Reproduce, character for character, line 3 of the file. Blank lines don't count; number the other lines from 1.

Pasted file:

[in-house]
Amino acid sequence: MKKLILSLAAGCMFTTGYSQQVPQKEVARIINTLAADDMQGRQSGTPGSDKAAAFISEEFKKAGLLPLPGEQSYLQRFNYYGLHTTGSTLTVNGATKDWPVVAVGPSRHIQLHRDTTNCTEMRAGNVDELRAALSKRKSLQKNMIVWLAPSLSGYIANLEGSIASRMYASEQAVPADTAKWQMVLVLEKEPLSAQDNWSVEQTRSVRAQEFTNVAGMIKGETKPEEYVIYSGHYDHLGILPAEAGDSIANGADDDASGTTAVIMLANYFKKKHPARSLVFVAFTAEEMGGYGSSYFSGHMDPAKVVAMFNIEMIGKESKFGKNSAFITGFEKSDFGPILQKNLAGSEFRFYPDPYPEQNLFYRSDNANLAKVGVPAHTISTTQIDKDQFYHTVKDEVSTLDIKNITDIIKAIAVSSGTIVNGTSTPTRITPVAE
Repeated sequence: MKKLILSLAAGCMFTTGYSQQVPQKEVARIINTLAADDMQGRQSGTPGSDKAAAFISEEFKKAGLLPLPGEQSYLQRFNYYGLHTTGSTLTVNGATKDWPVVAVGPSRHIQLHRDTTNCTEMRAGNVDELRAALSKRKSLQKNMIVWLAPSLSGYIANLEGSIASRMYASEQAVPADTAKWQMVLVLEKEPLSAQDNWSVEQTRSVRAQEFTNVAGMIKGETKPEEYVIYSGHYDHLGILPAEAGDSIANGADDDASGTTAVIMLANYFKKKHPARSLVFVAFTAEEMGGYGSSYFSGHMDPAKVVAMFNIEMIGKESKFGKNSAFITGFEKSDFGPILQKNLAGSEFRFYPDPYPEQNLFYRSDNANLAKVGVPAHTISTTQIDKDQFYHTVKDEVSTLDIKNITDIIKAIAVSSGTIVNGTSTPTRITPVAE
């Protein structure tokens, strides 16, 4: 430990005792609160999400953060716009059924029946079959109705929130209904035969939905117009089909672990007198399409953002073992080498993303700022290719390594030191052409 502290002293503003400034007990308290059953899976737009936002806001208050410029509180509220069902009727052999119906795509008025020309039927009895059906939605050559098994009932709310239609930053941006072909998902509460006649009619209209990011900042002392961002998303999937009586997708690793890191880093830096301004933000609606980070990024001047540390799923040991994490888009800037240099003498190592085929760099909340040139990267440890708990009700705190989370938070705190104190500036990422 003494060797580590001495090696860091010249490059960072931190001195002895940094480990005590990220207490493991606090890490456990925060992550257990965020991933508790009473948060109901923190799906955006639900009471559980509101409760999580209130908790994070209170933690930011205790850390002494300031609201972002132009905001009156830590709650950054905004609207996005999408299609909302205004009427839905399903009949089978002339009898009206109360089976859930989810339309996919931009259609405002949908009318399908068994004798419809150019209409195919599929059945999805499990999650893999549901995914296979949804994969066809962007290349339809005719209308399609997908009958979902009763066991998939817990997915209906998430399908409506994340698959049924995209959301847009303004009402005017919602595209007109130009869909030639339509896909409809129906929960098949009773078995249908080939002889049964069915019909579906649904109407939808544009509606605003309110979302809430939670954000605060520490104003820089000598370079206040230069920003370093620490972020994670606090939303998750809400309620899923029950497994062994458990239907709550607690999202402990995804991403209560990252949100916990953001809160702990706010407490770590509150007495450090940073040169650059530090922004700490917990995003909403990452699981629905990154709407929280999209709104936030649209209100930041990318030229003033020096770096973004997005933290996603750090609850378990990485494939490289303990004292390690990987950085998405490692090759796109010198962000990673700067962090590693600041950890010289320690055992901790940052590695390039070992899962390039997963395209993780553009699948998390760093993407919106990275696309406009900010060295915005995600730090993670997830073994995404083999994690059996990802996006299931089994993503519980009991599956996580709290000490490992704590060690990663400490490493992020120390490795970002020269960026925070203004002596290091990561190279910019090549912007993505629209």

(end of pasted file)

Repeated sequence: MKKLILSLAAGCMFTTGYSQQVPQKEVARIINTLAADDMQGRQSGTPGSDKAAAFISEEFKKAGLLPLPGEQSYLQRFNYYGLHTTGSTLTVNGATKDWPVVAVGPSRHIQLHRDTTNCTEMRAGNVDELRAALSKRKSLQKNMIVWLAPSLSGYIANLEGSIASRMYASEQAVPADTAKWQMVLVLEKEPLSAQDNWSVEQTRSVRAQEFTNVAGMIKGETKPEEYVIYSGHYDHLGILPAEAGDSIANGADDDASGTTAVIMLANYFKKKHPARSLVFVAFTAEEMGGYGSSYFSGHMDPAKVVAMFNIEMIGKESKFGKNSAFITGFEKSDFGPILQKNLAGSEFRFYPDPYPEQNLFYRSDNANLAKVGVPAHTISTTQIDKDQFYHTVKDEVSTLDIKNITDIIKAIAVSSGTIVNGTSTPTRITPVAE